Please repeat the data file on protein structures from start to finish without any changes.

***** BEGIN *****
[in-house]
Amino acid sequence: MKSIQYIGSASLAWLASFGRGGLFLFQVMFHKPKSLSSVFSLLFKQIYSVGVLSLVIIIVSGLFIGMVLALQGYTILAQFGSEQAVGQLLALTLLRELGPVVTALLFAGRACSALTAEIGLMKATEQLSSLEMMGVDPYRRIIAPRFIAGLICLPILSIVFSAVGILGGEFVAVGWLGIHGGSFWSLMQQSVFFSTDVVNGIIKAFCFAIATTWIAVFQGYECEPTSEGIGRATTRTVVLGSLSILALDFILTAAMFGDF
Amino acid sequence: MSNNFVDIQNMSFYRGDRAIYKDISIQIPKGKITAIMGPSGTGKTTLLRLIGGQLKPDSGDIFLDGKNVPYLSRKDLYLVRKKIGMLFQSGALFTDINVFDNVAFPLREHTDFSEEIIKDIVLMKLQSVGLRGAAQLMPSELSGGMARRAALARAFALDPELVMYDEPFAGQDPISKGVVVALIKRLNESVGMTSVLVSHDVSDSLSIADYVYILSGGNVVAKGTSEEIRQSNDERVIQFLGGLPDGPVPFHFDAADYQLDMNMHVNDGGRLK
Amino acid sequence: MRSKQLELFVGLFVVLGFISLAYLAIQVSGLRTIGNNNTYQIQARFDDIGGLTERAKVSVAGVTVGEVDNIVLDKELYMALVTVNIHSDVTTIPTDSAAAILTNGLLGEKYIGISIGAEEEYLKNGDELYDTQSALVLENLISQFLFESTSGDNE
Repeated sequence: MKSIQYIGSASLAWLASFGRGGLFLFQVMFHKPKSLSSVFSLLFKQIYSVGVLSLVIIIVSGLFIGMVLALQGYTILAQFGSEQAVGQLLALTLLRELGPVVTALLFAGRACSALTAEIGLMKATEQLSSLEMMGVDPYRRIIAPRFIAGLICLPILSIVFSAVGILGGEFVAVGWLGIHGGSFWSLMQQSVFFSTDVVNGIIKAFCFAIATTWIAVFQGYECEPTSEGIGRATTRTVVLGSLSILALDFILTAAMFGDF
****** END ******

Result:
[in-house]
Amino acid sequence: MKSIQYIGSASLAWLASFGRGGLFLFQVMFHKPKSLSSVFSLLFKQIYSVGVLSLVIIIVSGLFIGMVLALQGYTILAQFGSEQAVGQLLALTLLRELGPVVTALLFAGRACSALTAEIGLMKATEQLSSLEMMGVDPYRRIIAPRFIAGLICLPILSIVFSAVGILGGEFVAVGWLGIHGGSFWSLMQQSVFFSTDVVNGIIKAFCFAIATTWIAVFQGYECEPTSEGIGRATTRTVVLGSLSILALDFILTAAMFGDF
Amino acid sequence: MSNNFVDIQNMSFYRGDRAIYKDISIQIPKGKITAIMGPSGTGKTTLLRLIGGQLKPDSGDIFLDGKNVPYLSRKDLYLVRKKIGMLFQSGALFTDINVFDNVAFPLREHTDFSEEIIKDIVLMKLQSVGLRGAAQLMPSELSGGMARRAALARAFALDPELVMYDEPFAGQDPISKGVVVALIKRLNESVGMTSVLVSHDVSDSLSIADYVYILSGGNVVAKGTSEEIRQSNDERVIQFLGGLPDGPVPFHFDAADYQLDMNMHVNDGGRLK
Amino acid sequence: MRSKQLELFVGLFVVLGFISLAYLAIQVSGLRTIGNNNTYQIQARFDDIGGLTERAKVSVAGVTVGEVDNIVLDKELYMALVTVNIHSDVTTIPTDSAAAILTNGLLGEKYIGISIGAEEEYLKNGDELYDTQSALVLENLISQFLFESTSGDNE
Repeated sequence: MKSIQYIGSASLAWLASFGRGGLFLFQVMFHKPKSLSSVFSLLFKQIYSVGVLSLVIIIVSGLFIGMVLALQGYTILAQFGSEQAVGQLLALTLLRELGPVVTALLFAGRACSALTAEIGLMKATEQLSSLEMMGVDPYRRIIAPRFIAGLICLPILSIVFSAVGILGGEFVAVGWLGIHGGSFWSLMQQSVFFSTDVVNGIIKAFCFAIATTWIAVFQGYECEPTSEGIGRATTRTVVLGSLSILALDFILTAAMFGDF